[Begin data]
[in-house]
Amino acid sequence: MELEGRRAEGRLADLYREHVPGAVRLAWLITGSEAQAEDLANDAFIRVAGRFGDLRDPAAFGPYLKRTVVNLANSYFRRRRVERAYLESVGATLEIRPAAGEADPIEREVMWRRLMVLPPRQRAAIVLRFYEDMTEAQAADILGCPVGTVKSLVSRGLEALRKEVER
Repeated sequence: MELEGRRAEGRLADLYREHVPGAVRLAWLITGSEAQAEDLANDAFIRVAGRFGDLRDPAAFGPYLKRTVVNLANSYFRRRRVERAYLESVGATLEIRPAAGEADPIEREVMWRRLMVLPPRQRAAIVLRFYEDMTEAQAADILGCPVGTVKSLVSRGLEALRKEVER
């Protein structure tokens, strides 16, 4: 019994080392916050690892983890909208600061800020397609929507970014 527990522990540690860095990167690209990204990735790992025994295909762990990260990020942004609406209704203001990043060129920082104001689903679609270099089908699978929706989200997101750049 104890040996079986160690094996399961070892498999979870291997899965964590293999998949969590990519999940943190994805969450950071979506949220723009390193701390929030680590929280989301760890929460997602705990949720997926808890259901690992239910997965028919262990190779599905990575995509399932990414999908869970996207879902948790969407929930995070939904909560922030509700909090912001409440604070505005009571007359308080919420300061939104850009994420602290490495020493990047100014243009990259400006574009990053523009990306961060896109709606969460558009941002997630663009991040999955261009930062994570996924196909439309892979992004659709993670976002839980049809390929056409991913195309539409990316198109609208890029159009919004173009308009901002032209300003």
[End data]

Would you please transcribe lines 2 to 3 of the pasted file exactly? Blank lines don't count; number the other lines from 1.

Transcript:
Amino acid sequence: MELEGRRAEGRLADLYREHVPGAVRLAWLITGSEAQAEDLANDAFIRVAGRFGDLRDPAAFGPYLKRTVVNLANSYFRRRRVERAYLESVGATLEIRPAAGEADPIEREVMWRRLMVLPPRQRAAIVLRFYEDMTEAQAADILGCPVGTVKSLVSRGLEALRKEVER
Repeated sequence: MELEGRRAEGRLADLYREHVPGAVRLAWLITGSEAQAEDLANDAFIRVAGRFGDLRDPAAFGPYLKRTVVNLANSYFRRRRVERAYLESVGATLEIRPAAGEADPIEREVMWRRLMVLPPRQRAAIVLRFYEDMTEAQAADILGCPVGTVKSLVSRGLEALRKEVER